We recently had a virtual meeting with Candice Anderson, Executive Administrator at the Adecco Group, to gain some insight on what administrative professionals have been experiencing with recent changes to the workforce. Here are her thoughts:
1. How has your work changed?
The work we do as Executive Administrators hasn’t changed as much as it has evolved to make us think even more strategically than ever before. We have always been the glue that holds our leaders together and aligns the team, now more than ever we must be able to think ahead and plan for the unexpected. Predicting the needs of our leaders and being one step ahead of them is critical at this time. With the number of emails coming in, replacing conversations that were once had in passing, anyone can begin to feel overwhelmed. Keeping leaders connected with their team members through 1:1 regularly scheduled calls can help alleviate this. A normal part of an Administrator’s role is a lot of scheduling around meetings and travel. With our current situation, the need for the intricate details that go hand in hand with scheduling external client meetings, domestic and foreign travel, as well as in-depth conferences just doesn’t exist. Meetings are now happening virtually, which changes the amount of time needed to spend on any one scenario. That leaves the responsibility on us to find the areas of weakness within the team or any given process and insert ourselves and bring value to the table. How can I help? Where can I be of support? What can I do for you that would help you get through your day? We have the eyes, ears, and information needed to be successful and go in and impact the team in the most positive way possible, we have the advantage!
2. How have you adapted to those changes working remotely?
I have always worked remotely at least once a week, which has greatly prepared me for this time of working virtually. The biggest change is the move to 100% remote. Not only am I 100% remote, but so is my husband and my three boys. Collectively we have had to learn how to make accommodations for each other, help each other figure out what success looks like in our virtual worlds. We have makeshift work stations set up throughout the house to give each other space and allow for simultaneous conference calls to happen. We are trying to be each other’s partner and number one fan. The ones who don’t get it and haven’t learned are the dogs, they don’t know when they can and can’t bark – we all have lessons to learn!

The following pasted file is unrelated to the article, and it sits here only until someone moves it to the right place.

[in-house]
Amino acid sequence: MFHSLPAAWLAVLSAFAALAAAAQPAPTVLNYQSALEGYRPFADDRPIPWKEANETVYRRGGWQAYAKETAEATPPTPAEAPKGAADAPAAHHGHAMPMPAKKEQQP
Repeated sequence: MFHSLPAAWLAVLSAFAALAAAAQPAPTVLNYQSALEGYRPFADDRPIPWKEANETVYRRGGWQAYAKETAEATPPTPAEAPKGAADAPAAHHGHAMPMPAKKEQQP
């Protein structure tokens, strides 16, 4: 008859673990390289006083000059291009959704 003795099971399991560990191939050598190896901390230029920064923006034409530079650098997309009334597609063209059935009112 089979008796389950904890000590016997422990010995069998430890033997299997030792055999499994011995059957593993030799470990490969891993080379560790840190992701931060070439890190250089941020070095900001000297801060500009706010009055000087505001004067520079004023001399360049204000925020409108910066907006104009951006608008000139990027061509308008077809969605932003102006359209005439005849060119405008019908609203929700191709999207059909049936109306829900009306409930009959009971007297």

3. What new skills or tasks have you learned since working remotely?
Thinking about our roles and how we operate daily in the office, we are the conductors and the playmakers. We know the little pieces that make things come together seamlessly. We know the right players to insert at the right time, how to get ahold of them, their expertise and where they can bring the biggest impact. These skills easily translate into project management, which is where I have found myself spending a lot of time in the past few weeks. Making sure deliverables are met, reports and completed and everyone is doing their part.
4. What are the key skills that administrative professionals should work on developing?
There are several skills that can be worked on where time allows. Project management classes are always going to provide tips and tricks that you can walk away with to help make not only your day more effective but the teams. Other areas are technology platforms (Microsoft Teams, Fuze, Cisco Video Conferencing, etc.), becoming a subject matter expert on the new way of working can only help you get ahead of everyone else and provide value to any team.
5. Have you worked with new colleagues or new leadership? How did you adapt?
During times of sabbaticals and modified work weeks, we often find ourselves supporting each other, which means supporting other leaders. Transparency and continuity from one colleague to the next in order to allow for the most seamless experience possible for the leaders are imperative. Each leader has unique situations that they are working through, it would be unrealistic to expect anyone different than their regular administrator to know the answers. This is where it is important for you to ask questions to get the information you need without impeding the process. When is this due? Who are the key players? Take the information you have and let the team help you. This is a two-fold process, as you also want to allow for the colleague you are supporting to feel that they can truly be disconnected during the process and you’ve got their back.
The best advice I can give any person in this new virtual world is to be patient, kind and forgiving – not only to others but also to yourself. Allow yourself to make mistakes and learn from them, this is uncharted territory. We are all learning how to maneuver, what best practices are and how to effectively get our jobs done. You may find yourself in a situation where you are a sounding board, people venting their frustrations and just needing to get things off their chest as they work through their new normal. Be the rock that provides sound positive feedback, they may not need you to do anything with this information other than listening.